Galtieri, who met for more than three hours last night with the top commanders of the Argentine Army, was seen by Argentine political sources to be launching a nationalistic political offensive for his survival in power. In his speech tonight, the 55-year-old Army commander in chief referred to Argentina's military defeat at Stanley only indirectly and attributed it in part to "the military technology of the United States, surprisingly enemies of Argentina and its people."

Britain, Galtieri said, "has the following possibilities: to accept that the situation in the islands will never return to what it was before April 2," when Argentina invaded the territory. In that case, Galtieri said, "We will maintain our willingness to negotiate a route for the recovery of our sovereignty."

If Britain chooses to "restore the colonial regime," Galtieri indicated, Argentina would continue fighting. "Defeatism will be treason," Galtieri said in a harsh voice.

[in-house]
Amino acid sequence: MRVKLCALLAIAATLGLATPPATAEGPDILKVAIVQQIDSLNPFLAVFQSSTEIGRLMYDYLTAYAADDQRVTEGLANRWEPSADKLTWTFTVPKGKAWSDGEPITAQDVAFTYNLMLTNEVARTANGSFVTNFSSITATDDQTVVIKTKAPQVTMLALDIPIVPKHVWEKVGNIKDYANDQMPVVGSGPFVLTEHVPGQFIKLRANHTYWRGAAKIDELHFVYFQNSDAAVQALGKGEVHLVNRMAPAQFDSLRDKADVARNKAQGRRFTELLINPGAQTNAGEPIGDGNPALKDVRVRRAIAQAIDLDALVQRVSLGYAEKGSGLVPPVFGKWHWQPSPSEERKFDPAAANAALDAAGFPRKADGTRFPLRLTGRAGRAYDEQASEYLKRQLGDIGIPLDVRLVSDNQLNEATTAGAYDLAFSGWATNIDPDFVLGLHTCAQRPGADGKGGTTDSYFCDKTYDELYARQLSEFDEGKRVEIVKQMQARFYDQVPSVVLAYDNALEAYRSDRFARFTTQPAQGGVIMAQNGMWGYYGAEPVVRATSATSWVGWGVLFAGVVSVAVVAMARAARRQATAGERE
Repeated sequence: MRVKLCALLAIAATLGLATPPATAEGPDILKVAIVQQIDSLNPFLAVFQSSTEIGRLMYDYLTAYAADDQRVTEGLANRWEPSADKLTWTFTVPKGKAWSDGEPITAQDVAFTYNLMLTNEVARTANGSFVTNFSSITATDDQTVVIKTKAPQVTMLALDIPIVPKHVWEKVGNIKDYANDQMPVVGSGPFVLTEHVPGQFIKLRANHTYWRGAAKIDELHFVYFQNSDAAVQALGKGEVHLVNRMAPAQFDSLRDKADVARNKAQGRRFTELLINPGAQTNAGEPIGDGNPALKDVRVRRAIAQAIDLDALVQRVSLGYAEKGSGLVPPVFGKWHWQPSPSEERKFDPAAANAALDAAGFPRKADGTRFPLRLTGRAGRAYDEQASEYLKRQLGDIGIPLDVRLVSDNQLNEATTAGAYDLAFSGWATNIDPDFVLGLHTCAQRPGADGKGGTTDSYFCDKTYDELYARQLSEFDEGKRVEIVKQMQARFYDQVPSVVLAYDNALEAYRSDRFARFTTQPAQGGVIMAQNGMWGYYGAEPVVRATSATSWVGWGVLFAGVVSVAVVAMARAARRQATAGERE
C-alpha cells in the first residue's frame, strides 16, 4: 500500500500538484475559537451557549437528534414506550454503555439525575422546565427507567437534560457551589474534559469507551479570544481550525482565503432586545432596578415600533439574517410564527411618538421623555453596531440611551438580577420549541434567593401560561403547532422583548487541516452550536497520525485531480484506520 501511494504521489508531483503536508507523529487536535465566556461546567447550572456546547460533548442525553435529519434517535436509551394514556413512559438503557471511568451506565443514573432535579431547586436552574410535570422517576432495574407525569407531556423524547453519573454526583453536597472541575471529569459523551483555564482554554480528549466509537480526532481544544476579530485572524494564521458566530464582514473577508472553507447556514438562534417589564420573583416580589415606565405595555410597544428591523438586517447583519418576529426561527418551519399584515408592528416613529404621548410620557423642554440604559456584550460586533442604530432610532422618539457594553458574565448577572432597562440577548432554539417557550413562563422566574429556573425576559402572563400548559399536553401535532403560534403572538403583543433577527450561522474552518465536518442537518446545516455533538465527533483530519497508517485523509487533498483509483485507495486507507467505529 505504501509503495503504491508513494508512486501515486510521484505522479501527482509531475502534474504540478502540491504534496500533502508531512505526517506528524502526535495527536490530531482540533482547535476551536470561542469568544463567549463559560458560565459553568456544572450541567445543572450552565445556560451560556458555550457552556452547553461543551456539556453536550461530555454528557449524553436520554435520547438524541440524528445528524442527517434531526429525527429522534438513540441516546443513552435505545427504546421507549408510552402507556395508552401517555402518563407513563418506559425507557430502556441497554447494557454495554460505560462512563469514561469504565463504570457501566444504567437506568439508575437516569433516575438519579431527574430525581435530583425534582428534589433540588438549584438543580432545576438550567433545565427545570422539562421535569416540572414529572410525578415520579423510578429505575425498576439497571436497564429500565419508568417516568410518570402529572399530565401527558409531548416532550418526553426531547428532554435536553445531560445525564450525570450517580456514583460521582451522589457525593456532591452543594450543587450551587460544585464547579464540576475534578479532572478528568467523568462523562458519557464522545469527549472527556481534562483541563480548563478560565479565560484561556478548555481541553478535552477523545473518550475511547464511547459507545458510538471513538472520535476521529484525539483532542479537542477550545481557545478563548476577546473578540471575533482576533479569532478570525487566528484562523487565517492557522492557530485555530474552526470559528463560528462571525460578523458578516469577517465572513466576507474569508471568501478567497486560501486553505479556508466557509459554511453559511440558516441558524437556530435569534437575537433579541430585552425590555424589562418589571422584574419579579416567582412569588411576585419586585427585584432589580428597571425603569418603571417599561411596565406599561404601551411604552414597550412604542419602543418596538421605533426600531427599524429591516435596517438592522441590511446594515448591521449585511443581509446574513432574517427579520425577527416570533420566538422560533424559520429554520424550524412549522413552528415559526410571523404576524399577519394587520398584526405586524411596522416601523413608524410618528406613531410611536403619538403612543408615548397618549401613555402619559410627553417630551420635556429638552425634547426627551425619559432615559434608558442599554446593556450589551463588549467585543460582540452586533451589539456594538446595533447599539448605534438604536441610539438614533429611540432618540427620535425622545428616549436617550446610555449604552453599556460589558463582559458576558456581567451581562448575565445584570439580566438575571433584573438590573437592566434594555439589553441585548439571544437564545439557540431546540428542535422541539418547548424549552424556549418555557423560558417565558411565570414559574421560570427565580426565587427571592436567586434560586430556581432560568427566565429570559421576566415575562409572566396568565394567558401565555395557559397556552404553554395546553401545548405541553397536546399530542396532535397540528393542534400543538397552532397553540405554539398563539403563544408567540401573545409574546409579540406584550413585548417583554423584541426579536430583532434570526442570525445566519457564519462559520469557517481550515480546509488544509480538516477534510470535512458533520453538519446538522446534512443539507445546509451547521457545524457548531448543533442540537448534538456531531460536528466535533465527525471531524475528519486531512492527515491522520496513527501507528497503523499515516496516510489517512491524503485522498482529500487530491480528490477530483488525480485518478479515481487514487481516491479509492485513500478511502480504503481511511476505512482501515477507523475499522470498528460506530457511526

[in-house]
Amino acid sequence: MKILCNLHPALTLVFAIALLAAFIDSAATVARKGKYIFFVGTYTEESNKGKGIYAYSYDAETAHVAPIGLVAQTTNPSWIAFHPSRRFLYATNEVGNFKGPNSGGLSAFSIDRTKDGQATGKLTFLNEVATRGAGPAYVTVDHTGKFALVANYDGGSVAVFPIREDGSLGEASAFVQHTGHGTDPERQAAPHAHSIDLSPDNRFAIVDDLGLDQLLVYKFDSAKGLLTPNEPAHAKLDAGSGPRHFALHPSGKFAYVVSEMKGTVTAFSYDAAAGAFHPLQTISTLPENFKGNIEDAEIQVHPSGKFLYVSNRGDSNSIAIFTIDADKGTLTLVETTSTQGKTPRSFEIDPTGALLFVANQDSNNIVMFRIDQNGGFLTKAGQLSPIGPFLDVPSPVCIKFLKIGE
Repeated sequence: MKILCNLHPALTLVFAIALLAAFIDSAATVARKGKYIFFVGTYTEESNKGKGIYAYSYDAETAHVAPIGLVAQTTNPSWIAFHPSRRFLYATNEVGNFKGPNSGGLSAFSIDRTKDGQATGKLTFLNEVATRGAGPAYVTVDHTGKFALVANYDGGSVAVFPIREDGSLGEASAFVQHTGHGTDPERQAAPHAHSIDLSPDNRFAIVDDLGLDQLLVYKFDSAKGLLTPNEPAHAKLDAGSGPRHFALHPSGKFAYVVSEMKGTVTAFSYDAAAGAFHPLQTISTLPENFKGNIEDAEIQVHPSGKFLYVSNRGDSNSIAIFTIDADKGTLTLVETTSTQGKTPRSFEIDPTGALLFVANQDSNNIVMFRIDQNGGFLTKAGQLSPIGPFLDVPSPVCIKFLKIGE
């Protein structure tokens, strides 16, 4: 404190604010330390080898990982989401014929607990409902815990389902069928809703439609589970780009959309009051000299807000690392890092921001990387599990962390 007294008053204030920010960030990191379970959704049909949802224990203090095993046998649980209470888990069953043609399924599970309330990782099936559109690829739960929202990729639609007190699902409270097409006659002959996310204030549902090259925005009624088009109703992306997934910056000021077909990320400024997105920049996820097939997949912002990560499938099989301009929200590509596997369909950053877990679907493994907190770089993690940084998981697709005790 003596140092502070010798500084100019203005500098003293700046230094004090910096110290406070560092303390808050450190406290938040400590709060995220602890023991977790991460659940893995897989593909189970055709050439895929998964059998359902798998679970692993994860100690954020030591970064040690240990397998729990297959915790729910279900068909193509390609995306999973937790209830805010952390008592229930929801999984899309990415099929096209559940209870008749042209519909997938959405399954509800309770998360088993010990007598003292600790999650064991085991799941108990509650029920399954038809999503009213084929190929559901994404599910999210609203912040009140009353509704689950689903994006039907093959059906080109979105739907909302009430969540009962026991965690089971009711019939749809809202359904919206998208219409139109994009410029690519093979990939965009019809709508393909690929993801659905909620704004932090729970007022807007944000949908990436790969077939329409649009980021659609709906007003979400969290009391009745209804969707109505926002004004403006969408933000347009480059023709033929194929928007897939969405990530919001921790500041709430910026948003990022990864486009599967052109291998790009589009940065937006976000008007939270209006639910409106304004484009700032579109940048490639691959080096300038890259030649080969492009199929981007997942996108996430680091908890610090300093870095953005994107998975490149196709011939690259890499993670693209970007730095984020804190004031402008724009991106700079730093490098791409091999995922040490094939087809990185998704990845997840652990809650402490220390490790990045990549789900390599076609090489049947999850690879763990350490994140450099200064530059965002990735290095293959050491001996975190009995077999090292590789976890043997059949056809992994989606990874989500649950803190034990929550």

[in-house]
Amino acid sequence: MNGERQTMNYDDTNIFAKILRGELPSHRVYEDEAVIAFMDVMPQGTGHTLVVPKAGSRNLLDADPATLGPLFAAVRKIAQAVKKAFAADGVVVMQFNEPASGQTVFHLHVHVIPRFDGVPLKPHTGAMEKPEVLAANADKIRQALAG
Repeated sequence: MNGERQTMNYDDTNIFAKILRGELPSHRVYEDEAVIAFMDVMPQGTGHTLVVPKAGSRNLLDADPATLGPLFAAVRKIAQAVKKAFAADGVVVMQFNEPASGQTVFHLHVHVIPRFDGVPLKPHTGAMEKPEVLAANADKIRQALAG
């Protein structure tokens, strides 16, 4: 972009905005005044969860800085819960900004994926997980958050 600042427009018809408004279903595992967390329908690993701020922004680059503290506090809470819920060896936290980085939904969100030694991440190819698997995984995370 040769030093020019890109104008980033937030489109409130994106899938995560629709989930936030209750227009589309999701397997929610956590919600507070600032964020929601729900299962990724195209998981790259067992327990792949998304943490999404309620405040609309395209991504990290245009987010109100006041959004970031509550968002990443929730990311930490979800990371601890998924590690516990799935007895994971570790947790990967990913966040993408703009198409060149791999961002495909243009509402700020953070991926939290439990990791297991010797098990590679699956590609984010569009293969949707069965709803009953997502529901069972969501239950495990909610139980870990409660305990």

Despite the president's declarations, there was no indication tonight that the Argentine government had yet formally replied to the British note, sent through the Swiss Embassy here, asking for Argentina's agreement to an end to hostilities. The government here has also yet to publicly announce the terms of its forces surrender on the Falklands or even to concede that a surrender had taken place.

The only mention by a government official of what has formally been described only as a cease-fire on the Falklands came from Foreign Minister Nicanor Costa-Mendez, who told reporters while entering the Foreign Ministry this morning that "the surrender is due . . . to the materiel the United States has given to British forces, the sanctions the United States has applied against us and the United States' failure to recognize" the measures favorable to Argentina adopted by American nations bound by the Inter American Treaty on Reciprocal Defense.

In his meeting with the top ranking generals of the Army last night, Galtieri reportedly refused to take responsibility for the defeat in which 15,000 Argentine soldiers were captured in an offensive that ended yesterday with the surrender of Stanley, the islands' capital and said that he intended to continue struggling against Britain.